The price is right—but it’s only half the story

Google Finance (and other services offering online stock quotes) is useful for charting the changes in an ETF’s price over time. But it does not measure the effect of reinvested dividends and interest. That means you’re only getting half the story: the total return of an investment fund should always be measured assuming all distributions are reinvested.

This can make a dramatic difference when you’re looking at the performance of a fund that pays large distributions. For example, type ZRE into Google Finance and you’ll see the price change in the BMO Equal Weight REITs Index ETF during the 12 months ending April 30 was just over 5%:

The chart above shows the monthly distributions of $0.08 each,

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Ask the Spud: Do Aggressive Portfolios Pay Off?

Q: I noticed that over the long term (10 to 20 years) the average returns of your model portfolios are quite similar regardless of the asset allocation, but the maximum losses vary dramatically. Would you say that people saving for retirement may as well be less aggressive, since their goal can still be reached with less risk? – L.V.

One of the first principles of investing is that more risk should lead to higher returns, while playing it safe comes at the cost of slower growth. That’s why I was surprised when we compiled the historical returns of my model ETF portfolios. Over the 10- and 20-year periods ending in 2014, you were barely rewarded for taking more risk:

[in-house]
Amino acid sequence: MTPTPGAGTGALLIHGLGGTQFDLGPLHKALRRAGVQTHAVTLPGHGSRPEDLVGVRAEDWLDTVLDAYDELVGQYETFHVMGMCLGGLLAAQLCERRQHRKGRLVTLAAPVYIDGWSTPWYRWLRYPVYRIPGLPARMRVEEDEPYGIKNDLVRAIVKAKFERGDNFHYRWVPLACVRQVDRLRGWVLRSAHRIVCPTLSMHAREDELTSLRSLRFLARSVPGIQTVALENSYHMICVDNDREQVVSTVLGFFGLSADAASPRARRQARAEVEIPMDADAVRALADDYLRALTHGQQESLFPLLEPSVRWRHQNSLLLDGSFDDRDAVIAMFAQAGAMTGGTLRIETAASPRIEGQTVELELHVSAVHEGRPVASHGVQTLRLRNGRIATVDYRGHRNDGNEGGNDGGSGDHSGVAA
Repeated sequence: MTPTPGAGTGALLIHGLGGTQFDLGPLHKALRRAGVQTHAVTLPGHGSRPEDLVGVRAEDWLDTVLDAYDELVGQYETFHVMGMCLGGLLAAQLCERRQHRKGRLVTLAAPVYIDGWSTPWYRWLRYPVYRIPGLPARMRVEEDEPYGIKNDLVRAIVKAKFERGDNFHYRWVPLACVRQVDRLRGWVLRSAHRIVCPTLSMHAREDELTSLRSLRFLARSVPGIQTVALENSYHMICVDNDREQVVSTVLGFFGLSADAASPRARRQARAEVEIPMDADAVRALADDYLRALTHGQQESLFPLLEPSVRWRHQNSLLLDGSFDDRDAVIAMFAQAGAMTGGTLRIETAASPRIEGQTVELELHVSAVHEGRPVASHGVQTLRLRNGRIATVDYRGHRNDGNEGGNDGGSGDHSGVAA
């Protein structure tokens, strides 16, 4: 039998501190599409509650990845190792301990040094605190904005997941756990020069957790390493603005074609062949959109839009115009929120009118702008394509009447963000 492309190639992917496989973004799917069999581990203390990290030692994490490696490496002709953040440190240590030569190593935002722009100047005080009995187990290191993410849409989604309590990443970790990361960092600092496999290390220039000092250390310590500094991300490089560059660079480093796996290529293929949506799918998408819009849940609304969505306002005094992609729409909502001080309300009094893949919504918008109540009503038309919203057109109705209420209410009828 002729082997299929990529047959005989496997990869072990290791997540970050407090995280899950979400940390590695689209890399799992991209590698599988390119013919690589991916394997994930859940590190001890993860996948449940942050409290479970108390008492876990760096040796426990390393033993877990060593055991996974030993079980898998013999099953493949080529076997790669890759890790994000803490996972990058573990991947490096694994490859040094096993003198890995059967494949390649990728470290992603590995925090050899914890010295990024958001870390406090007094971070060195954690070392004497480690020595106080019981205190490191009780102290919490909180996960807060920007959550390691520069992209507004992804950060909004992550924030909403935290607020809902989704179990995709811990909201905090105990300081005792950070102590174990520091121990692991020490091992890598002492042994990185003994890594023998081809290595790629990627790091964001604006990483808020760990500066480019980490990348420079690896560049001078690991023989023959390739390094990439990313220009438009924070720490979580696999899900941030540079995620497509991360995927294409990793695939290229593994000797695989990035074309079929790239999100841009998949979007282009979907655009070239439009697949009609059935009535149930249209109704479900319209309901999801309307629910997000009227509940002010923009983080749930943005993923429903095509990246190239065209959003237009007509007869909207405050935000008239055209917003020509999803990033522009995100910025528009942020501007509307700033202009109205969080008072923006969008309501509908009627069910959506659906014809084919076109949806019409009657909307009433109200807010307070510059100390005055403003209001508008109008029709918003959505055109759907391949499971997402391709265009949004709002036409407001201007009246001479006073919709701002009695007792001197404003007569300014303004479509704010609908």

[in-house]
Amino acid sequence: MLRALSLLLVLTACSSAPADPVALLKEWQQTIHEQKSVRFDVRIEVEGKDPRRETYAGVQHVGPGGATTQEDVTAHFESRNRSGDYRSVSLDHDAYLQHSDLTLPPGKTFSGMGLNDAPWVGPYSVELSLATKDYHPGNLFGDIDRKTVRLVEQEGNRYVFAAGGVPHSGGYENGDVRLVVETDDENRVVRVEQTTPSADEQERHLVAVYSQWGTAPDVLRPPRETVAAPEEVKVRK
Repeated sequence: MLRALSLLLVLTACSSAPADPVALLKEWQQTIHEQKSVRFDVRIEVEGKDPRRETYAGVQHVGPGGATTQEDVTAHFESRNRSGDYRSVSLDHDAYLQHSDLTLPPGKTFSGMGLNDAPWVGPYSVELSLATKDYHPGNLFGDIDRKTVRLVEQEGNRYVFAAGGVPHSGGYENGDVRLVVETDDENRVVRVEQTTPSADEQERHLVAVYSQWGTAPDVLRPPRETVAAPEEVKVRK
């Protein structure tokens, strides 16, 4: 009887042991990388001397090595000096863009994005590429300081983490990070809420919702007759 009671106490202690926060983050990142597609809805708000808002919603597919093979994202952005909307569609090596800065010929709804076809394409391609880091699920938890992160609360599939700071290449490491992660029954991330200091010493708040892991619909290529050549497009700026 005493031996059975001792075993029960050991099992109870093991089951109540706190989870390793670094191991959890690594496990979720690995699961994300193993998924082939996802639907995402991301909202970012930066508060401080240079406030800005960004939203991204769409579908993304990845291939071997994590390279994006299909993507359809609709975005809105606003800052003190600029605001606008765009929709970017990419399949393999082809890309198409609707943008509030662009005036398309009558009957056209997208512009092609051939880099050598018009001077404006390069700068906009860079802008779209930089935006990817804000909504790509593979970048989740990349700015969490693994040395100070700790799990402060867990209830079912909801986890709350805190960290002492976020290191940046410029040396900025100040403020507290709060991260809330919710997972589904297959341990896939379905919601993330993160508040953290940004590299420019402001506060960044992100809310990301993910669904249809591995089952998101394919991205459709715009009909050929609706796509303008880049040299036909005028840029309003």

As you can see, a portfolio of 30% equities and 70% bonds enjoyed an annualized return of 7.48% over 20 years, while portfolios with 60% and 90% equities returned only slightly more. Yet equity-heavy portfolios would have endured a much rockier ride: the investor with 30% stocks never suffered a loss of even 8%, while the poor sap with 90% equities lost almost a third of his portfolio during the worst 12 months (which was February 2008 through March 2009).

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The Role of Preferred Shares

Preferred shares are often considered a hybrid security, since they share characteristics of both common stocks and corporate bonds. Like bonds, preferreds typically have a predictable income stream. But unlike bonds, most preferreds do not have a maturity date. And most important, the income from preferred shares is considered dividends rather than interest.

I’ve received many questions about preferred shares over the years: this asset is class is clearly popular with Canadian investors. But the honest truth is that I didn’t have much insight to share: I don’t include preferreds in my model portfolios for DIY investors, and our Toronto team at PWL Capital does not include them in client accounts. But other PWL advisors use them regularly, so I teamed up with my colleague Raymond Kerzérho, director of research at PWL Capital, to write a new white paper on the subject. In The Role of Preferred Shares in Your Portfolio, we describe the different types of preferreds in the Canadian marketplace, consider their risks and potential rewards, and help investors decide whether it’s worth adding them to a diversified portfolio.